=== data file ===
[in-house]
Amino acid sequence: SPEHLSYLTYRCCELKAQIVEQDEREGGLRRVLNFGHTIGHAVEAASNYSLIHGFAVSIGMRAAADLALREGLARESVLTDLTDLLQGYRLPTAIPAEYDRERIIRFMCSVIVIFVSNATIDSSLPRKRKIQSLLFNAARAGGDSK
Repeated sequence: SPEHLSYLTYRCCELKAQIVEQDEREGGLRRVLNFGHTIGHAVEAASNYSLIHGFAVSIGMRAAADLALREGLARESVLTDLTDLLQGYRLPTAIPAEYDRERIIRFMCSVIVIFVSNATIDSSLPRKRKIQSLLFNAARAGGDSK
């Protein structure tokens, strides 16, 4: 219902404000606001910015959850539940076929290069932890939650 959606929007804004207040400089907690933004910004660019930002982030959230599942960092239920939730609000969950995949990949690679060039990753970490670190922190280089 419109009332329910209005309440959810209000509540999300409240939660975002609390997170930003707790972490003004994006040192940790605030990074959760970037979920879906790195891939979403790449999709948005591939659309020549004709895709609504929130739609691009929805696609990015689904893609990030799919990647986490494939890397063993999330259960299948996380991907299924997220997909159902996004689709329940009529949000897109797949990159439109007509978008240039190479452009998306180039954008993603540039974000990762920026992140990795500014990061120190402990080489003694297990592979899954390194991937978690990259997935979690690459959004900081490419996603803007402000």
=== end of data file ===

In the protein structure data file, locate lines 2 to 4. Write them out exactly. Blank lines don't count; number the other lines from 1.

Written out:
Amino acid sequence: SPEHLSYLTYRCCELKAQIVEQDEREGGLRRVLNFGHTIGHAVEAASNYSLIHGFAVSIGMRAAADLALREGLARESVLTDLTDLLQGYRLPTAIPAEYDRERIIRFMCSVIVIFVSNATIDSSLPRKRKIQSLLFNAARAGGDSK
Repeated sequence: SPEHLSYLTYRCCELKAQIVEQDEREGGLRRVLNFGHTIGHAVEAASNYSLIHGFAVSIGMRAAADLALREGLARESVLTDLTDLLQGYRLPTAIPAEYDRERIIRFMCSVIVIFVSNATIDSSLPRKRKIQSLLFNAARAGGDSK
């Protein structure tokens, strides 16, 4: 219902404000606001910015959850539940076929290069932890939650 959606929007804004207040400089907690933004910004660019930002982030959230599942960092239920939730609000969950995949990949690679060039990753970490670190922190280089 419109009332329910209005309440959810209000509540999300409240939660975002609390997170930003707790972490003004994006040192940790605030990074959760970037979920879906790195891939979403790449999709948005591939659309020549004709895709609504929130739609691009929805696609990015689904893609990030799919990647986490494939890397063993999330259960299948996380991907299924997220997909159902996004689709329940009529949000897109797949990159439109007509978008240039190479452009998306180039954008993603540039974000990762920026992140990795500014990061120190402990080489003694297990592979899954390194991937978690990259997935979690690459959004900081490419996603803007402000």